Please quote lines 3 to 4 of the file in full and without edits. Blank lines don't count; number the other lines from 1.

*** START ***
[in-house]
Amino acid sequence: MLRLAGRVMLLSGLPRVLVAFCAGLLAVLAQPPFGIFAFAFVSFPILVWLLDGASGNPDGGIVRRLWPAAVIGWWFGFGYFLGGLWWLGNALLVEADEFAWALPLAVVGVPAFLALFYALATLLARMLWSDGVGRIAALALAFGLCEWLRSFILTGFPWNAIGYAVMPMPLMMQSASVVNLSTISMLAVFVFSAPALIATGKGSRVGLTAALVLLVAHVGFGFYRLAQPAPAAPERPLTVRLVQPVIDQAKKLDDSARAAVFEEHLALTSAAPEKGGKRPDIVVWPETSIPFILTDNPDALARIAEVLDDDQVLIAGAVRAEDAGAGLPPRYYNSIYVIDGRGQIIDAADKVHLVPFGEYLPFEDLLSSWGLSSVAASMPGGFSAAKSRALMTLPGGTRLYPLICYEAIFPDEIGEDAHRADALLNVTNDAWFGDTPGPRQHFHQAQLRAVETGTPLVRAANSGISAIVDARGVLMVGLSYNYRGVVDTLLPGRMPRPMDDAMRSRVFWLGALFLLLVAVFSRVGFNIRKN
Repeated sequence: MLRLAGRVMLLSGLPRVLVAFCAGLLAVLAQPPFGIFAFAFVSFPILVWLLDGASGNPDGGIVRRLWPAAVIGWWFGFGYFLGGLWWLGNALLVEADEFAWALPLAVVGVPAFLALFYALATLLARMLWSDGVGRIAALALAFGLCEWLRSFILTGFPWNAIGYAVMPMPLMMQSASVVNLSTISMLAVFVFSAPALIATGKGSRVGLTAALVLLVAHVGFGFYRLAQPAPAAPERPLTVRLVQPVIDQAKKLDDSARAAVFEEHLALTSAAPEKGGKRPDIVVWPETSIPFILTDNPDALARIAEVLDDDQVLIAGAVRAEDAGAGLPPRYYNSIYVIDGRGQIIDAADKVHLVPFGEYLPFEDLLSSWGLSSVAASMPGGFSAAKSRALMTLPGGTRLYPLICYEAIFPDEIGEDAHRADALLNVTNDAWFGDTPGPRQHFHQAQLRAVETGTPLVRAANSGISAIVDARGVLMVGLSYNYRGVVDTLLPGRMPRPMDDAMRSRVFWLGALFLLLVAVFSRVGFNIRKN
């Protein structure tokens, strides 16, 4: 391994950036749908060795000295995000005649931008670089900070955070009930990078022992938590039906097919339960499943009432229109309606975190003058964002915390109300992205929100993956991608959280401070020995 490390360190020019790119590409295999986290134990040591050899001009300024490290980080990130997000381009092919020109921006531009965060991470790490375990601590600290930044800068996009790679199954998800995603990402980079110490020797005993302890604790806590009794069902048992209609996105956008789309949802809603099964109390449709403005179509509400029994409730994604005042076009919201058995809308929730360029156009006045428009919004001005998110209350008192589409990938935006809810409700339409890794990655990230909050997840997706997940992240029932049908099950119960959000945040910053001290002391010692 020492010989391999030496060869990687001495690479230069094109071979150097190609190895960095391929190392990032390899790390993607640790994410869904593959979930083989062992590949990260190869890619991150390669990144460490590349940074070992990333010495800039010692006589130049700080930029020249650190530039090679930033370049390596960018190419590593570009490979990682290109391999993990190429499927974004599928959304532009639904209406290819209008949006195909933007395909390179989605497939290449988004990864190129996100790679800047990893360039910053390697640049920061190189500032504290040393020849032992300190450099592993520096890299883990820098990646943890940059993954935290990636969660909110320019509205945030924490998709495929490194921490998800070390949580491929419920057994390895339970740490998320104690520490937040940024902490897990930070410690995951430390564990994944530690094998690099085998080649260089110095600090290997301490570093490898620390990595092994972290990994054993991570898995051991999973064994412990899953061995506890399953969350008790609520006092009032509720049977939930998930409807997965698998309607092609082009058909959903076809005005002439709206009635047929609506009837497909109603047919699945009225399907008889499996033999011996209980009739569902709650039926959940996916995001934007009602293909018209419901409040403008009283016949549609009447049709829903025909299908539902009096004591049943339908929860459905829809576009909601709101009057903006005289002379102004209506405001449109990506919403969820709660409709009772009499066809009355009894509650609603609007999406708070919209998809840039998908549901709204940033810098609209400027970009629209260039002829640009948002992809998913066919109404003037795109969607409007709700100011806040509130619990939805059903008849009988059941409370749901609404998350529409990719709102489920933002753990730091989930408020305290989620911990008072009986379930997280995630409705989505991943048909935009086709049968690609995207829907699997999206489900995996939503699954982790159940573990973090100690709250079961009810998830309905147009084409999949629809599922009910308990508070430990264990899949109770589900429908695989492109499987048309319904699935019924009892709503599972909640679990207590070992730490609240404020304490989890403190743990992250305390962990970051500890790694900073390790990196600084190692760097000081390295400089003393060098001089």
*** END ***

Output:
Repeated sequence: MLRLAGRVMLLSGLPRVLVAFCAGLLAVLAQPPFGIFAFAFVSFPILVWLLDGASGNPDGGIVRRLWPAAVIGWWFGFGYFLGGLWWLGNALLVEADEFAWALPLAVVGVPAFLALFYALATLLARMLWSDGVGRIAALALAFGLCEWLRSFILTGFPWNAIGYAVMPMPLMMQSASVVNLSTISMLAVFVFSAPALIATGKGSRVGLTAALVLLVAHVGFGFYRLAQPAPAAPERPLTVRLVQPVIDQAKKLDDSARAAVFEEHLALTSAAPEKGGKRPDIVVWPETSIPFILTDNPDALARIAEVLDDDQVLIAGAVRAEDAGAGLPPRYYNSIYVIDGRGQIIDAADKVHLVPFGEYLPFEDLLSSWGLSSVAASMPGGFSAAKSRALMTLPGGTRLYPLICYEAIFPDEIGEDAHRADALLNVTNDAWFGDTPGPRQHFHQAQLRAVETGTPLVRAANSGISAIVDARGVLMVGLSYNYRGVVDTLLPGRMPRPMDDAMRSRVFWLGALFLLLVAVFSRVGFNIRKN
């Protein structure tokens, strides 16, 4: 391994950036749908060795000295995000005649931008670089900070955070009930990078022992938590039906097919339960499943009432229109309606975190003058964002915390109300992205929100993956991608959280401070020995 490390360190020019790119590409295999986290134990040591050899001009300024490290980080990130997000381009092919020109921006531009965060991470790490375990601590600290930044800068996009790679199954998800995603990402980079110490020797005993302890604790806590009794069902048992209609996105956008789309949802809603099964109390449709403005179509509400029994409730994604005042076009919201058995809308929730360029156009006045428009919004001005998110209350008192589409990938935006809810409700339409890794990655990230909050997840997706997940992240029932049908099950119960959000945040910053001290002391010692 020492010989391999030496060869990687001495690479230069094109071979150097190609190895960095391929190392990032390899790390993607640790994410869904593959979930083989062992590949990260190869890619991150390669990144460490590349940074070992990333010495800039010692006589130049700080930029020249650190530039090679930033370049390596960018190419590593570009490979990682290109391999993990190429499927974004599928959304532009639904209406290819209008949006195909933007395909390179989605497939290449988004990864190129996100790679800047990893360039910053390697640049920061190189500032504290040393020849032992300190450099592993520096890299883990820098990646943890940059993954935290990636969660909110320019509205945030924490998709495929490194921490998800070390949580491929419920057994390895339970740490998320104690520490937040940024902490897990930070410690995951430390564990994944530690094998690099085998080649260089110095600090290997301490570093490898620390990595092994972290990994054993991570898995051991999973064994412990899953061995506890399953969350008790609520006092009032509720049977939930998930409807997965698998309607092609082009058909959903076809005005002439709206009635047929609506009837497909109603047919699945009225399907008889499996033999011996209980009739569902709650039926959940996916995001934007009602293909018209419901409040403008009283016949549609009447049709829903025909299908539902009096004591049943339908929860459905829809576009909601709101009057903006005289002379102004209506405001449109990506919403969820709660409709009772009499066809009355009894509650609603609007999406708070919209998809840039998908549901709204940033810098609209400027970009629209260039002829640009948002992809998913066919109404003037795109969607409007709700100011806040509130619990939805059903008849009988059941409370749901609404998350529409990719709102489920933002753990730091989930408020305290989620911990008072009986379930997280995630409705989505991943048909935009086709049968690609995207829907699997999206489900995996939503699954982790159940573990973090100690709250079961009810998830309905147009084409999949629809599922009910308990508070430990264990899949109770589900429908695989492109499987048309319904699935019924009892709503599972909640679990207590070992730490609240404020304490989890403190743990992250305390962990970051500890790694900073390790990196600084190692760097000081390295400089003393060098001089």